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Ocean Critchley-Clark
Upper Sixth
Oakeley's House

Art Trip

Art Trip

On the 11th of October, the entire art department embarked on an educational trip to London. We set off at 8am and travelled for 3 hours, mostly sleeping or catching up on some art homework, with some interesting debates about art, contemporary and classical, and some thrilling conversations about artists such as Rubens and Bernini.

Toby, Milla, Ocean amd Estere outside the National Gallery

Upon arrival at 11am, we split into groups and began exploring the galleries. Whilst Fine Art, Ceramics and Photography classes spent their afternoon in the Victoria and Albert Museum making sketches and gaining inspirational ideas, the History of Art Upper Sixth class, including myself, hitched a ride in a taxi to London’s National Gallery, which is home to the national collection of Western European painting from 13th to 19th centuries. As we walked around the gallery looking at the paintings we are studying this year, we were all showing off our fabulous new class tops — which state our love for the art historian Simon Schama. The photograph shows his four biggest fans; Toby Pyrke, Milla Jupp, Ocean Critchley-Clark and Estere Kajema outside the National — hoping to get spotted by someone who could make it possible for the great Mr Schama to come to Clifton College and give a lecture… Nothing yet! Unfortunately, Mrs Skatun refused to wear a shirt stating that she “hearts” Simon Schama the most.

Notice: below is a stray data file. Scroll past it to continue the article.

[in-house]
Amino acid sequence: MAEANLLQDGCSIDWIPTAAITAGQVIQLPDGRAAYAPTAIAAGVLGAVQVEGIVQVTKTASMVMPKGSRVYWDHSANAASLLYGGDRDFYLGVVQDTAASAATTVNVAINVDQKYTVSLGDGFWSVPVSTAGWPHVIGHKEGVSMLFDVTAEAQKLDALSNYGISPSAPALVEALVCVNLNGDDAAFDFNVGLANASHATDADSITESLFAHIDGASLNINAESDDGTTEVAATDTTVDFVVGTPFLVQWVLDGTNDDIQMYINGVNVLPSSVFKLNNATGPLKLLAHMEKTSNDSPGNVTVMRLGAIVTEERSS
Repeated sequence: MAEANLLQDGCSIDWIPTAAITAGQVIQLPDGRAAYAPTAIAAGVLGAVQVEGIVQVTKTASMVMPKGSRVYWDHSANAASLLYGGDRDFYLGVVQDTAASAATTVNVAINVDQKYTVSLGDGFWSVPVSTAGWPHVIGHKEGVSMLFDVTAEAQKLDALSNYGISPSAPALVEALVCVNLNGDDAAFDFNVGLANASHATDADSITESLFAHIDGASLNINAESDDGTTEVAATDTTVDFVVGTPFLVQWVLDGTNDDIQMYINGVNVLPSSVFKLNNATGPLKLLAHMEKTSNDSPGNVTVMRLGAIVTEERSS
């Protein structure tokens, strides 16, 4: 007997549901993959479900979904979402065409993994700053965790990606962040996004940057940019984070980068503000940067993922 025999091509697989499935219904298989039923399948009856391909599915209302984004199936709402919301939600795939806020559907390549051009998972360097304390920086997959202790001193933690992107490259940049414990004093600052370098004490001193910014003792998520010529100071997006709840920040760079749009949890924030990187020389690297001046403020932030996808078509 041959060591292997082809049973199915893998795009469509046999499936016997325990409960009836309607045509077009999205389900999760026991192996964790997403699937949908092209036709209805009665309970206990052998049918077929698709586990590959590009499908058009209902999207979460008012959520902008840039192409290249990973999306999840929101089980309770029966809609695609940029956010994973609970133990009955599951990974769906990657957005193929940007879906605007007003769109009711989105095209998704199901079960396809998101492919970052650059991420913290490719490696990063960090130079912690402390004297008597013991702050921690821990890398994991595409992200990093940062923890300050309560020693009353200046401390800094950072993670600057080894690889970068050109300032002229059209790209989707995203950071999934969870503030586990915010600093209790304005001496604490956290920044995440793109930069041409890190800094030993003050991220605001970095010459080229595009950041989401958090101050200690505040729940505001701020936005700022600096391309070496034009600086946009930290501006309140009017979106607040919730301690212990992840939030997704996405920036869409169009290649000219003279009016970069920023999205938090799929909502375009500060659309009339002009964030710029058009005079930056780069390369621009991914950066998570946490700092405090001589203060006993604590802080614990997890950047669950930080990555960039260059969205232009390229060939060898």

We spent the majority of our short time there admiring the skills of artists such as Claude, Lebrun, Caravaggio and Rembrandt — mostly the 17th century. It is remarkable how much more helpful it is to see the real piece of art than to study it from books, a point which seems obvious really — maybe we should have more frequent art trips?

Meanwhile, the Ceramics were getting new ideas from the sculpture at the Victoria and Albert’s impressive collection. The art students were busily building up their sketchbooks with drawings and annotations about which ever pieces of art were relevant to their current projects. Photography students were learning about new techniques and new photographers, and also got a close up look of some home-made pinhole cameras!

When we were back on the bus, there was endless chatter about the art we had all witnessed and how we were going to use the information we had gained to further develop our own work and ideas. Many of the things that were being said were such as: “It was inspirational”, “I know what I want to do now, finally!” Overall a greatly beneficial day out for all involved.

20 October 2011

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